Now, what about the process to get there?

When it comes to building a process around innovation, Smith advised the room to stop overthinking it and design the approach to packaging and submitting ideas with simplicity.  It's great to set a framework to define the innovation – but it’s also important to set expectations for how the idea should be delivered.  Smith recommends implementing these simple takeaways to nail the process:

It all comes back to the problem you're trying to solve!

Whether the execution of your innovation goes completely to plan or you’ve had to shift strategies to get things back on track, the desired outcome if your innovation can only be achieved if you align your process to the problem you want to solve.

To showcase the process in action, Smith eliminated the hypotheticals by showcasing a DBSI solution called Financial Health Check that is nearly ready to be released to the market.

Let’s start with the problem. Many financial institutions share the desire to shift to advisory services, grow their wallet share and ensure the people to receive the wealth transfers know you can help them through any stage of their financial life cycle.

But what’s causing this?

In today’s branch, your staff and clients both have viewpoints of the experience – but the two perspectives just aren’t meeting.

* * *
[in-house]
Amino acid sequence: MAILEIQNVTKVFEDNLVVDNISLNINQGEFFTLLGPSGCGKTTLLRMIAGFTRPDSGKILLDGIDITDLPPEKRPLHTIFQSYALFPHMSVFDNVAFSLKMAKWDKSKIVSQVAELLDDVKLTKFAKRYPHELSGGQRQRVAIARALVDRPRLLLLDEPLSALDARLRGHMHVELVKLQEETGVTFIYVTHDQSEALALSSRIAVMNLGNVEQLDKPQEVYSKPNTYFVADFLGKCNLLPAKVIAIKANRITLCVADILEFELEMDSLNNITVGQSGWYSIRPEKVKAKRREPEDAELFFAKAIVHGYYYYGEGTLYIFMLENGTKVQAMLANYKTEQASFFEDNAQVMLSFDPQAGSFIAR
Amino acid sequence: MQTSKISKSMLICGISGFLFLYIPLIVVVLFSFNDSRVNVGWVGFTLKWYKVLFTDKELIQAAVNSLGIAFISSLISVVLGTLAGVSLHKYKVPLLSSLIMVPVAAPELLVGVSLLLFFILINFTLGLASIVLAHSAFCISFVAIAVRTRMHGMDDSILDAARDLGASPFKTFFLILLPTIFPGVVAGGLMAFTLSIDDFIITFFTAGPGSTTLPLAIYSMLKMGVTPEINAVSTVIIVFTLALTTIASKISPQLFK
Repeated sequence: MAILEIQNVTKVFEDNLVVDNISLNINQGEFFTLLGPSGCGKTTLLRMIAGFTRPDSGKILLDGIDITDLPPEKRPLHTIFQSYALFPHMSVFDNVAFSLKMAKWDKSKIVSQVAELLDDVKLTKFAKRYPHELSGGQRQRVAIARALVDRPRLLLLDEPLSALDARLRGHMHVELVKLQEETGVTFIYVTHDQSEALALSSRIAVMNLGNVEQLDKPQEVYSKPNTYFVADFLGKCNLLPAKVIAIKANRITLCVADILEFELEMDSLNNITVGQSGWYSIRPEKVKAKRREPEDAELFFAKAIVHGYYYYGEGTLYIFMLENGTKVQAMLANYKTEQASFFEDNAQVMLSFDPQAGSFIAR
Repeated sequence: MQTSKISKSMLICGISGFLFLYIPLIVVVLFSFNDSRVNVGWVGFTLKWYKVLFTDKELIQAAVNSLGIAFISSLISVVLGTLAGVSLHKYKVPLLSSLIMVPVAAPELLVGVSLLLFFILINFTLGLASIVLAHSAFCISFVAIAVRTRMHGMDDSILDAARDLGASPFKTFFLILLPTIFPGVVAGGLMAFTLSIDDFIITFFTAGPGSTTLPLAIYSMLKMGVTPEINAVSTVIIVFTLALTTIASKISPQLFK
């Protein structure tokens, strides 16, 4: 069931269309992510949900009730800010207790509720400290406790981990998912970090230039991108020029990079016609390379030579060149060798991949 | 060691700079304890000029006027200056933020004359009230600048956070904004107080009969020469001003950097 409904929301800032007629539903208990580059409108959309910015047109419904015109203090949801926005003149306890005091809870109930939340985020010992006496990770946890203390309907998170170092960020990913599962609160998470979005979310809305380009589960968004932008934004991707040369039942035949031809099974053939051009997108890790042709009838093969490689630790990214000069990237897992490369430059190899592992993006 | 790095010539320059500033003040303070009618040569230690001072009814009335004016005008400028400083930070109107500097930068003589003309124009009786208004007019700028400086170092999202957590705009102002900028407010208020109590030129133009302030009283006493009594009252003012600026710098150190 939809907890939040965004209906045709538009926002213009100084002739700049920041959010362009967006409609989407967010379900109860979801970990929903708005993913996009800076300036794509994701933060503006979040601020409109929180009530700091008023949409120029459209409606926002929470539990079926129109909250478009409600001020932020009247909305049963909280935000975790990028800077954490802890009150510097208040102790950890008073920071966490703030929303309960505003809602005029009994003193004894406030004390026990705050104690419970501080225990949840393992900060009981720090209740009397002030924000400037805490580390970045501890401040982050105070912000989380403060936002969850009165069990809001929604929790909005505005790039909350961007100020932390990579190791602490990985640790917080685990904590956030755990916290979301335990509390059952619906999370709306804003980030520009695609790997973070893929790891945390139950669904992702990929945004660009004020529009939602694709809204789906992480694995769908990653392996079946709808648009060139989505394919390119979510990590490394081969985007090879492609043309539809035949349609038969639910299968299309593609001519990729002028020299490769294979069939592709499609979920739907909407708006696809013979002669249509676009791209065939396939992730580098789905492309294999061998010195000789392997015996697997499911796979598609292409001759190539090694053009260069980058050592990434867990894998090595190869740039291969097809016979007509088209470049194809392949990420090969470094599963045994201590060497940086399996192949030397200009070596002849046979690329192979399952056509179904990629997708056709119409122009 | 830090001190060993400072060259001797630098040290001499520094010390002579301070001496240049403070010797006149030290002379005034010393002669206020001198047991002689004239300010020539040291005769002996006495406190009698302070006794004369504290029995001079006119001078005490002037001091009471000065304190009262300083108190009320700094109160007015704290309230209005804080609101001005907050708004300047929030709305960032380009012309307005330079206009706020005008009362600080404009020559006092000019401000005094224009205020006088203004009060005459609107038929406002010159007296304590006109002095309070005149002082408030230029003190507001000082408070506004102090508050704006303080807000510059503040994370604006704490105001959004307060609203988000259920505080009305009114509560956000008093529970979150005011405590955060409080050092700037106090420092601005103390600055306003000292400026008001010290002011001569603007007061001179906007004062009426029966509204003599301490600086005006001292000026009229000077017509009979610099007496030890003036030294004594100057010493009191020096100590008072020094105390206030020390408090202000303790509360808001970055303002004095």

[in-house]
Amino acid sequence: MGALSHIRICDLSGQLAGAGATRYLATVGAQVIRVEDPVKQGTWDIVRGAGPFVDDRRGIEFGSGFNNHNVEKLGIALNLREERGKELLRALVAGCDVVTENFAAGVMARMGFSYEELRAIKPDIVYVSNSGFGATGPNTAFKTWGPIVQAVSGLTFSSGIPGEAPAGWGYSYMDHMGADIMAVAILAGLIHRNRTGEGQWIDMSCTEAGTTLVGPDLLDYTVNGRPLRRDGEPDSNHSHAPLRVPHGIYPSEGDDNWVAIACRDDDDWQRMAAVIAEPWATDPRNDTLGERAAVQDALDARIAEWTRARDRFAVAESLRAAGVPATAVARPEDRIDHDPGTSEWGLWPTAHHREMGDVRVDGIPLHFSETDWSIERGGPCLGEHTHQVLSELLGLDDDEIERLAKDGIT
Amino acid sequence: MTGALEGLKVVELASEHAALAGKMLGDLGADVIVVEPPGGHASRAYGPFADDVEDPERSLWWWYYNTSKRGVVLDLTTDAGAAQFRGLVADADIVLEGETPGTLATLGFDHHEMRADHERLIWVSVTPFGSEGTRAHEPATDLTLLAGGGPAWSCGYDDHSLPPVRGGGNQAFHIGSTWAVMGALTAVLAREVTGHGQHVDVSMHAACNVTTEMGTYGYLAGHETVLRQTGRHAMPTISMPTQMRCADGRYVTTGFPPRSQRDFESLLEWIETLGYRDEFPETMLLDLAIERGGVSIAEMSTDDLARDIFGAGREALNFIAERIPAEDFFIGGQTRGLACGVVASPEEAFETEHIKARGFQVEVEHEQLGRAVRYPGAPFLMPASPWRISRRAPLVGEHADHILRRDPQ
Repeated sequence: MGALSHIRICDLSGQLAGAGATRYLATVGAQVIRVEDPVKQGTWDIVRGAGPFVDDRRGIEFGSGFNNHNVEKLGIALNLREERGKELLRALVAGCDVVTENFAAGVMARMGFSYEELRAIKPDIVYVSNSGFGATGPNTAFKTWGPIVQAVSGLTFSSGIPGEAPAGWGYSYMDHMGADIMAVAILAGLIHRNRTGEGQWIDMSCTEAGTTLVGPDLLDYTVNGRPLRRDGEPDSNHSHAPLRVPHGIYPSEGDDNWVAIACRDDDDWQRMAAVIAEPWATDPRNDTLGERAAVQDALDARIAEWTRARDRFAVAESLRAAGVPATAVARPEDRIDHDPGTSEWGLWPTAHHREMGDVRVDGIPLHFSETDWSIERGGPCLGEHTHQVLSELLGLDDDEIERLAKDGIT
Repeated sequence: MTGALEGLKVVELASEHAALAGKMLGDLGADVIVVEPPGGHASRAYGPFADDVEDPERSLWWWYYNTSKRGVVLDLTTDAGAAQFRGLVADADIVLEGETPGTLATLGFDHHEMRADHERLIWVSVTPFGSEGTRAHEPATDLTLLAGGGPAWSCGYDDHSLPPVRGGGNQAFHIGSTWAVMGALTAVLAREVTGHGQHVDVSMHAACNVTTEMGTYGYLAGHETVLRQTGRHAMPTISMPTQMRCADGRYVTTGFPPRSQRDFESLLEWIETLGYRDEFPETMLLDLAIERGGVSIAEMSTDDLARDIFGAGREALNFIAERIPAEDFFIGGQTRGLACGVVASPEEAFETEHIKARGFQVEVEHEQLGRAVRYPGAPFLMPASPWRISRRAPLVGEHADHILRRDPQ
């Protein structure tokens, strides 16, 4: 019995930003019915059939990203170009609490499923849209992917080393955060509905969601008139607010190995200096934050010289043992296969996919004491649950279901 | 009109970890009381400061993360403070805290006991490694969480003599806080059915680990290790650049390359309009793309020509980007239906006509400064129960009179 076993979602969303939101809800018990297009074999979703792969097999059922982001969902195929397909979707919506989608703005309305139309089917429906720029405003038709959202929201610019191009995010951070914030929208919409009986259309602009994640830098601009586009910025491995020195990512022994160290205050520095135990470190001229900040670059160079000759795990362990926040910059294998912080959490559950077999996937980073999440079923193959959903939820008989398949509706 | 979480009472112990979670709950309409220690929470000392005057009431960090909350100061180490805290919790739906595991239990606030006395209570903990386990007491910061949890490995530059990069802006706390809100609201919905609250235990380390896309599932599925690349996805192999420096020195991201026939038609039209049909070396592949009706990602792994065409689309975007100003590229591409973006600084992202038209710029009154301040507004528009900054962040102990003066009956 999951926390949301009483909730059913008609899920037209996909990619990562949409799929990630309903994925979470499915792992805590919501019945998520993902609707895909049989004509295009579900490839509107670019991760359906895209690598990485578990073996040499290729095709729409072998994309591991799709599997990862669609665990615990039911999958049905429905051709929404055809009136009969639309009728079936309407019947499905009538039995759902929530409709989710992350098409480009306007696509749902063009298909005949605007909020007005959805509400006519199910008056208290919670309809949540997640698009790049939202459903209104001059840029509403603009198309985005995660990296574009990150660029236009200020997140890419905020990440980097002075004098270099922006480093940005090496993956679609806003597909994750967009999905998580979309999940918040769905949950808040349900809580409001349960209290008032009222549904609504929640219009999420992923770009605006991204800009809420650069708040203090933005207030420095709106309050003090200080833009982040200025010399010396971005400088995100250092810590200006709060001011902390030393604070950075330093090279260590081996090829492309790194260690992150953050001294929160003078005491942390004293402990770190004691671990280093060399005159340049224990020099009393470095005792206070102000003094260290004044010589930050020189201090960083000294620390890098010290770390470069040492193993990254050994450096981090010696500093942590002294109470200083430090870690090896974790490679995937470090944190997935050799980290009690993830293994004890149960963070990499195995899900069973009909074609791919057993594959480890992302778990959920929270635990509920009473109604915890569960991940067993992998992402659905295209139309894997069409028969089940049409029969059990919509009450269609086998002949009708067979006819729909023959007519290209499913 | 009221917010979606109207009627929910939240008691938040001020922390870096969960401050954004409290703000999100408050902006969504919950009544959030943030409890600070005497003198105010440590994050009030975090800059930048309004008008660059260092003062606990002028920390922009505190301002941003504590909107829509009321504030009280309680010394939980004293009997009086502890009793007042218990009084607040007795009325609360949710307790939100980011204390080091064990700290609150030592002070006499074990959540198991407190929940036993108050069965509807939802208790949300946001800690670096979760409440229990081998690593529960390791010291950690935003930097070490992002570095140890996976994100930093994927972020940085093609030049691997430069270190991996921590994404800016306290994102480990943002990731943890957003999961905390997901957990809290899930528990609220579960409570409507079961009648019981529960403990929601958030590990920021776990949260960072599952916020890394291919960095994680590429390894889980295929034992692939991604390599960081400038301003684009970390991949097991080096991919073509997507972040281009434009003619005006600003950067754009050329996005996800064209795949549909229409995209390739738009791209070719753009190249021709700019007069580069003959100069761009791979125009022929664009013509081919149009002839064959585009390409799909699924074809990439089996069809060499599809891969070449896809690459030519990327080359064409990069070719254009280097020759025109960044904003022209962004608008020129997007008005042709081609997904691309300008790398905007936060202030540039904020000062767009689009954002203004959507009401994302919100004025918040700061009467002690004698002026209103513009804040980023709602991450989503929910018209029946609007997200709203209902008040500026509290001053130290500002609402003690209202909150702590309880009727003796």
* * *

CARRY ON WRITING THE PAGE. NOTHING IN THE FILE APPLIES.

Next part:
What if there was a better way to connect your products to clients' financial needs and goals without even asking? Even better, what if we told you there was an app for that?

That’s where Financial Health Check comes in. Individuals can self-assess key financial indicators in just 90 seconds, receiving immediate results with insight on how they compare to their peers and seamless ways to connect with your staff to improve their financial health.

Not only does this tool offset declining traffic, it also helps completes the shift from transactional to advisory service and helps increase membership. How’s that for alignment to market needs?

Until next year...

We’re predicting the innovation we’ve seen in banking to date is only the start of developments that will launch in hopes to completely revolutionize the client experience. The next big thing could even come from your bank or credit union!

It’s time to encourage the unreasonable – because if not you, then who?

Have questions about Financial Health Check and its release to the market? Want this presentation delivered to your Executive Team? Interested in visiting the Banker’s Playground, a showroom where innovation (and the unreasonable) is the foundation for every solution you’re able to bring to life within your branch network? 

LET'S TALK!

 

Topics: DBSI News, Culture

    
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We help financial institutions break the mold and improve their branch profitability and experience. And we openly share our knowledge rather than tuck it away for some secret strategic advantagea reason many of our clients come to us. This blog is our opportunity to write, teach and speak about what we do, and what we see happening across the banking industry.